December 13, 2021 6:47:47 am
The Covid pandemic, an ensuing lockdown and the economy being in doldrums has failed to dampen the spirits of Indian students, particularly those from Punjab, from fulfilling their dreams of studying abroad, records show.
Representatives of various banks in Punjab told The Indian Express said that there have been no let up in queries from students seeking loans to pursue courses abroad, even as the Covid pandemic swep through the country.
Figures obtained from the Home Affairs Departments of Canada, UK, the USA and Australia show that around 2.81 lakh students received study permits from India in 2020 and in the first and second quarter of 2021, out of which 60 to 65% students (nearly 1.68 lakhs to 1.82 lakhs) were from Punjab.
Every student who gets a study permit needs to finance his/her fee and living expenses for the first year, which costs around Rs 13 to 20 lakh, depending upon their courses as well as the country that they are choosing.
The rest of the course fee is usually arranged by the students on their own, who mostly take up part time jobs for the same, thereby helping local businesses and contributing to the growth of the economy of that particular country.
During 2019-20, Indian students contributed around $6.6 billion to the Australian economy, said Leverage Education, a platform which provides complete services to students pursuing international education and careers in around 250+ universities in various countries.
Canadian home department figures revealed that around 2.92 lakh Indian students have got study permits in the country in the past three years, with 85,700 students getting permits in 2020.
In 2021, around 67,000 study permits have been issued by Canada from January to April, Visa Facilitation Service (VFS) for Canada sources said.
“Around 1.40 lakh study permits for students were issued by Canada in 2019, and 85,700 in 2020. This year the figures are expected to touch the 1.75 lakh mark from India,” said Ludhiana-based Can-Able immigration Consultants, which is headed by Khilandeep Singh. Singh, who also runs an International English Language Testing System Centre, added that out of the total number of students going to Canada, the percentage of students from Punjab is between 60 to 70%, which translated into a huge outflow of money from the state of Punjab. He said there is still a huge backlog of applications that Canadian authorities are yet to clear.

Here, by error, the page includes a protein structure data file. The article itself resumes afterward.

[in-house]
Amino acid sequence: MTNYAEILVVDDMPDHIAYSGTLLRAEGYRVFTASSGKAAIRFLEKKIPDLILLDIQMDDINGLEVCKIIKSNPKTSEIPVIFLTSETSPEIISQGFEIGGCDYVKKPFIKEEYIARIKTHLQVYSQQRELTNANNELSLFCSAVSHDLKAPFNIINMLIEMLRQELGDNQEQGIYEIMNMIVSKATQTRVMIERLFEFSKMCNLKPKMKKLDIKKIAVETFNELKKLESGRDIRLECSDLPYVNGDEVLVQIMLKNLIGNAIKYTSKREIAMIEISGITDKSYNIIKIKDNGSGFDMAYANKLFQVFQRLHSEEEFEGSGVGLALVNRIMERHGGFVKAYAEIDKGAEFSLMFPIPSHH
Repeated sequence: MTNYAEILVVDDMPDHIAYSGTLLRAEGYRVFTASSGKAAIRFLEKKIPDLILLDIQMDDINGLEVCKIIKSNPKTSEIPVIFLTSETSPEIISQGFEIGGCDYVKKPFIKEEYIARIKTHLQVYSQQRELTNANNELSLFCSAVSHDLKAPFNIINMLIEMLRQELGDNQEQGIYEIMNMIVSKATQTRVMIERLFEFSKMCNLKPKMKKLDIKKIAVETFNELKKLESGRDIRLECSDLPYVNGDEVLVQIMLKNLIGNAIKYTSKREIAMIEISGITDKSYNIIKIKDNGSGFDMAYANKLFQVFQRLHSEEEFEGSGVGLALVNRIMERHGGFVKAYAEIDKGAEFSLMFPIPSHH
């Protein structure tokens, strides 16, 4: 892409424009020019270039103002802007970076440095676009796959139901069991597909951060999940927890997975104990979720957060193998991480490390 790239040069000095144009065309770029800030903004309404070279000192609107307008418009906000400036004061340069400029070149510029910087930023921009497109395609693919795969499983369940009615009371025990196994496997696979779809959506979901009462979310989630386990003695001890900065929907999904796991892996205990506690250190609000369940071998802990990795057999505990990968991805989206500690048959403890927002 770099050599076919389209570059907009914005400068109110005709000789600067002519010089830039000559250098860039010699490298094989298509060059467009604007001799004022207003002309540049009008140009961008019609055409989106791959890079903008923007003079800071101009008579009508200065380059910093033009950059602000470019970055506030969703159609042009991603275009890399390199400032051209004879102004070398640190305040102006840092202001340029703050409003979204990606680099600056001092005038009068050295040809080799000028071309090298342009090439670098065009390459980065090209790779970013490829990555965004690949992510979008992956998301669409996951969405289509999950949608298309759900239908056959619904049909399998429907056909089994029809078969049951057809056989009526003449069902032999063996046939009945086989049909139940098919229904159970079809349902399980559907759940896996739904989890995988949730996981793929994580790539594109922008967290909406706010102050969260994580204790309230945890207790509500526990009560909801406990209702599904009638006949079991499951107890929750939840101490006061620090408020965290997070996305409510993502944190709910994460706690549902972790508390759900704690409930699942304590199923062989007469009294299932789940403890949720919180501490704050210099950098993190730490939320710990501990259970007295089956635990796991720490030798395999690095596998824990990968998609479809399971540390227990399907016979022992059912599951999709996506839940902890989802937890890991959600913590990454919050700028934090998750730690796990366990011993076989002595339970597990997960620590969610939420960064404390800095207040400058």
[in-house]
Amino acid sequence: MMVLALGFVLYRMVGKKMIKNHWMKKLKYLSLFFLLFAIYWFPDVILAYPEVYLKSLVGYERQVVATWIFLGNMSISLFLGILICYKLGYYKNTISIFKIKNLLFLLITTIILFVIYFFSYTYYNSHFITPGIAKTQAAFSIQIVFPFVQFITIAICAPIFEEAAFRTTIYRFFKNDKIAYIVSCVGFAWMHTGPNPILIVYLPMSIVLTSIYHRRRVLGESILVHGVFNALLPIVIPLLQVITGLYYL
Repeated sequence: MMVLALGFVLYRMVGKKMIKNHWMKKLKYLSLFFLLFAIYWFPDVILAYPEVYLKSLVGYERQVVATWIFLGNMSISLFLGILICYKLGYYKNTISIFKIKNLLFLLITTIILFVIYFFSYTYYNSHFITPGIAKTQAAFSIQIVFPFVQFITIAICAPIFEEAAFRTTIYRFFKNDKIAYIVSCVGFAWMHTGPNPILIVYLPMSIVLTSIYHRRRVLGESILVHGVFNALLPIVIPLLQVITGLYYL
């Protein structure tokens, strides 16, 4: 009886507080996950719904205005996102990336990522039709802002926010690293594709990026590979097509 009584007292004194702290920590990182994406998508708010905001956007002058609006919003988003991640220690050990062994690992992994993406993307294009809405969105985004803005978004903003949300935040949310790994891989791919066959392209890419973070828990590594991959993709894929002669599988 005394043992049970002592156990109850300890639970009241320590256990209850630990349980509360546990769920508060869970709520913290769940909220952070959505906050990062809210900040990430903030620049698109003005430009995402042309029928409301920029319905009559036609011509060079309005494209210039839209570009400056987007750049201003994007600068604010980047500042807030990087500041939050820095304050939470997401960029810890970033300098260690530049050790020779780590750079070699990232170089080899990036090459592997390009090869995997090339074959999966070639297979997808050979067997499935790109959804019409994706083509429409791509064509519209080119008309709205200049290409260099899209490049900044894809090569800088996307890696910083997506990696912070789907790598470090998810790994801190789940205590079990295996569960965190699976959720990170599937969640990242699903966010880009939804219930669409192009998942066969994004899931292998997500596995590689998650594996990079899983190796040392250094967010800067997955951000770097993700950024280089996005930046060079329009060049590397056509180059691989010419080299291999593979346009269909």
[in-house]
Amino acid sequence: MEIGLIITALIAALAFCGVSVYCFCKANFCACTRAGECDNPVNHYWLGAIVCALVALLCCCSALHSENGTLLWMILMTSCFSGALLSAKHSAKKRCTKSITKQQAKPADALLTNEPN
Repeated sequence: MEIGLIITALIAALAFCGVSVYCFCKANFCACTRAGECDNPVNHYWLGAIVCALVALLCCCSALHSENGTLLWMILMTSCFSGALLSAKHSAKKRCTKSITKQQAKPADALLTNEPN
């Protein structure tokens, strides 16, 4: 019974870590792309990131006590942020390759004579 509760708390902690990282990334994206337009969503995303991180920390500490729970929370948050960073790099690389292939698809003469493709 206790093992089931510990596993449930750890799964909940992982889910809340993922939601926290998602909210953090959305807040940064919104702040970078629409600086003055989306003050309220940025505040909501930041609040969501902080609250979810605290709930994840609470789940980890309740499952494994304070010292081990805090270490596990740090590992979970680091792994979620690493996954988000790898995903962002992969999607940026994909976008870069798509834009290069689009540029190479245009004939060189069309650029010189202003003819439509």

Singh further informed that the UK, which has relaxed norms even when Covid was at its peak, saw 50,076 students from India moving there in 2020 and 37,000 in 2019. Of these, around 70% were from Punjab only.
“Likewise, Australia saw 23,354 students, and the USA saw 14,971 students, respectively, getting permits in 2020. A majority of them were Punjabis,” he said.
Gurpreet Singh, of of i-Can consultancy, which deals with students going to study in Canada and other countries, said, “If we take the figures of the UK from September 2020 to September 2021, then the country has issued study visas to 90,669 students, which is a 197% jump from the pre pandemic year of 2019.”
He added that the money for the initial year to study abroad is managed by students in various ways, through different sources.
“Students sometimes take loans (if they are eligible) from the bank or put up their properties – like agricultural land, house – as collateral. They also borrow from their relatives or knock on the doors of private finance companies,” said Gurpreet, adding that sometimes even farmers borrow money from their Arhtiyas for this very purpose.
Sonali Sharma, the manager of Punjab National Bank in New Dana Mandi (New Grain Market), Jalandhar, said that they had been receiving 10-12 inquiries almost everyday for ‘student loans’, following relaxation in travel restrictions by several countries. She said that the bank carefully poured through each application before accepting or rejecting it.
“The student can borrow his/her entire course fee from the bank at the rate of around 8.5 to 8.8% interest,’’ said Sonali, adding that these loans are only available to students who are going to pursue bachelors or Masters degrees abroad. Diploma courses were not covered.
Numbers, however, showed that around 85% of students going aborad was for diploma courses, something for which loans were difficult to come by.
“ These students manage their funds privately,” she said, adding that the first year’s fee has to be deposited in advance for studying in almost all foreign universities.
A senior bank officer, dealing with study loans in State Bank of India, Nakodar area branch, said that his bank too had seen a spike in number of queries for higher education loans, ever since the vaccination process picked pace.
A manager in HDFC bank in Jalandhar, on the other hand, said that they are extremely careful in vetting applications and sometimes even reject applications when they think that the borrower may default.
A manager in a private finance in Adampur area stated that they are giving loans against agricultural land, which farmers then use to send their wards abroad. He informed that in the past year they had doled out loans to nearly 60-70 farmers in their area against their land, which was used by them to send their children to study in Canada, and the UK.
“When I had to send my daughter to Canada last year, I tried obtaining a loan from every bank. However, I was told that there is no policy to fund Diploma courses. We then arranged the money from our own sources, and by borrowing from the relatives,” said Satbir Singh from Kapurthala.
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